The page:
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I carry the Sony RX100M3 with me and usually shoot aperture mode (generally around f/5.6 for deep dof). I notice that my camera allows for very high f-stops up to a maximum of f/11. If I calculate the 'equivalent' f-stop for a 35mm frame, and using the Sony RX100M3 cropfactor of 2.7, this would result in an extremely high equivalent f-stop of almost f/30.

I was wondering: What are these high f-stops good for when using a compact camera like the Sony RX100 series? I know that for very small apertures, the image may suffer sharpness due to diffraction. So why would one bother to use f-stops as high as f/11 for a compact camera?

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    IIRC on some compact cameras the higher f-stops are actually a neutral filter to reduce the light on the sensor, not a a smaller diaphragm (which would generate too much diffraction). – xenoid Apr 4 '20 at 19:52
  • Oh, that is interesting.I did not know that. However, I'd like to note that the Sony RX100 has a mode to select the ND filter on and off. I believe this is not the case for Sony RX100. Of course, this could be for other compact cameras. – Nadia Merquez Apr 4 '20 at 20:33
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Put on a closeup lens, zoom to max, and depth of field will be a problem even for the smallest aperture. I do a number of closeups with a Panasonic Lumix DMC-FZ200 which has a 1/2.3" sensor with a crop factor of 5.6 (namely about twice that of your camera) and F8, corresponding to F45 on a full-frame, often ends up limiting. Yes, there is diffraction. However, it does yield (at the cost of additional noise; but with a flash there usually is no lack of light so the base noise level at base ISO is moderate) to sharpening, and as opposed to defocusing, the effect of diffraction is uniform across the image.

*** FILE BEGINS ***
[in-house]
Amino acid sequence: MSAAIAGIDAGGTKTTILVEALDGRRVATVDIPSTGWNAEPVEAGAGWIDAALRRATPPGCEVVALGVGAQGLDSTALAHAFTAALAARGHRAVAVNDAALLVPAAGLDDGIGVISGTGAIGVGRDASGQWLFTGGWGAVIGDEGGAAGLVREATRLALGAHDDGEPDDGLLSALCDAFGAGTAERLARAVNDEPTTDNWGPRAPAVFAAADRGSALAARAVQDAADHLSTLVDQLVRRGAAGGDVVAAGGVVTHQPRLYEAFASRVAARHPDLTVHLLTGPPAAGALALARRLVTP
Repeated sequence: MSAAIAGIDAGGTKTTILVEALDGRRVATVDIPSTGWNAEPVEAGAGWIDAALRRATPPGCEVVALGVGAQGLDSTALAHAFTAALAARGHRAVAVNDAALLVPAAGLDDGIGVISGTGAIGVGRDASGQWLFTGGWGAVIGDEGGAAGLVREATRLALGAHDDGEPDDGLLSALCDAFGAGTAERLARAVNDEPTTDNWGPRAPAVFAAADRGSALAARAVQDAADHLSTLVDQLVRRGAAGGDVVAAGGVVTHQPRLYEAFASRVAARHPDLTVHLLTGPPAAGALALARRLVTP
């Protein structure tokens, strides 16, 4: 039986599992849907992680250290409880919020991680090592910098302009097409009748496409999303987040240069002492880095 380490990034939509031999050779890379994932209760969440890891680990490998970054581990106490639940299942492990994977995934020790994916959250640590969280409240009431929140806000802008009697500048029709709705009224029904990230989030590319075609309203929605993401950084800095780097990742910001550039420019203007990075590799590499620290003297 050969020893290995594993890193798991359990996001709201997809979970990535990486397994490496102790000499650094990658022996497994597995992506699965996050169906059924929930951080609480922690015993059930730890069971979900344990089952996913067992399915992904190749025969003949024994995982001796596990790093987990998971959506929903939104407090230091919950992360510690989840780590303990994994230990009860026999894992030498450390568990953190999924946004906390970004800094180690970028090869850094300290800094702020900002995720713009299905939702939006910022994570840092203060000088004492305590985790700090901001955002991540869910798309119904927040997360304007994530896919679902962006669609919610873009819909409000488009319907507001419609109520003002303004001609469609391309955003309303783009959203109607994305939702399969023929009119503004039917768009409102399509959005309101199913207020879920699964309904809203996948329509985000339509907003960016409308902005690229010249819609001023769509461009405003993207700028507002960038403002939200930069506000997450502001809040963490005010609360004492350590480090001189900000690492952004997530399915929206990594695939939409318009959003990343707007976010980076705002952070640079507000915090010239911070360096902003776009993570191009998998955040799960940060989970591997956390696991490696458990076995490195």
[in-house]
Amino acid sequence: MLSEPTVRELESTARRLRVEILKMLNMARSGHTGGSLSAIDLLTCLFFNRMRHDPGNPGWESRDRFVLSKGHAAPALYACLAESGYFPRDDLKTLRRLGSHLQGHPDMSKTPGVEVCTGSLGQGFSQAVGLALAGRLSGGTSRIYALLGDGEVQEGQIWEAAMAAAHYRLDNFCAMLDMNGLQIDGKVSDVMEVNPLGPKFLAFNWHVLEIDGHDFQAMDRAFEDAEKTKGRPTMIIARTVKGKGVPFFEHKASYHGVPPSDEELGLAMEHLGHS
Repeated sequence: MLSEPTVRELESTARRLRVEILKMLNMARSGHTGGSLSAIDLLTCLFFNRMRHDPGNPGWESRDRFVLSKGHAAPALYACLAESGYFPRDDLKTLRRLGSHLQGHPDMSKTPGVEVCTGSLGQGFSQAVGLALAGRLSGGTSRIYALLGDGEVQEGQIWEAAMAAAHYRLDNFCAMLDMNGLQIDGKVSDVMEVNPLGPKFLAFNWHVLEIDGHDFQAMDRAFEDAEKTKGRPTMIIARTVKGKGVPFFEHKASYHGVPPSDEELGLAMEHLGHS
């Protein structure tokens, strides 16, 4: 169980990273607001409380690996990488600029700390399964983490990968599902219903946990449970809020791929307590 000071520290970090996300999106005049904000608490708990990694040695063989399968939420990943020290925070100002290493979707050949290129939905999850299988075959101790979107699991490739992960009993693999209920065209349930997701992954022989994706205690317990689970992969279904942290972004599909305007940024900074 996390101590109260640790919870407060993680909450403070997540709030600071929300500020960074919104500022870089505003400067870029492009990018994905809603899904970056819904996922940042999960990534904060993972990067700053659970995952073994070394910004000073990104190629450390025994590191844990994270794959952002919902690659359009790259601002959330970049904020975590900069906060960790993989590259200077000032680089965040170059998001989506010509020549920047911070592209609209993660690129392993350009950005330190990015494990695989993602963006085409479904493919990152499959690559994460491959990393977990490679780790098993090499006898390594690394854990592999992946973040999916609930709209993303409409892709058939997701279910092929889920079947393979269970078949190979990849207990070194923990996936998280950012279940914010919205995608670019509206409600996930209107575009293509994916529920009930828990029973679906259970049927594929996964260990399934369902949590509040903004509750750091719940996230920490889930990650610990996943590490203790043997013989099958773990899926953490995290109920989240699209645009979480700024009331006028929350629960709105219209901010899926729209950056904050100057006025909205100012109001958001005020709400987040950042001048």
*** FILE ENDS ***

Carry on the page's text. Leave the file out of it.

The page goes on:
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  • Thank you for answering. If I interpret correctly, the answer boils down to, in certain circumstances (f.e. we have a small subject distance with max zoom) we may prefer a higher f-stop in order to preserve a deep dof at the cost of diffraction effects. – Nadia Merquez Apr 4 '20 at 20:30
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f-Stop is Actual Focal Length divided by Diameter of the Opening.

Crop factor is a short hand referring to sensor area compared to a standard 35mm film frame. It has nothing to do with actual optics. A 5.6 is a 5.6 is a 5.6, no matter the sensor size and hence the crop factor.

A 200mm lens is still a 200mm lens on a 2/3 crop factor despite our treating it as a 300mm equivalent. It's a visual effect due to a smaller image segment being presented in the same visual frame as a larger image segment. Optically it's still a 200mm lens.

High f-stops reduce light and increase depth of field.

Here is a long and well written article on these kind of recurring questions. sensor-crop-factors-and-equivalence

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  • Thanks for the clarrification. I apologize, I may have been sloppy with the terms. I am familiar with the basic concepts of exposure. – Nadia Merquez Apr 4 '20 at 20:38

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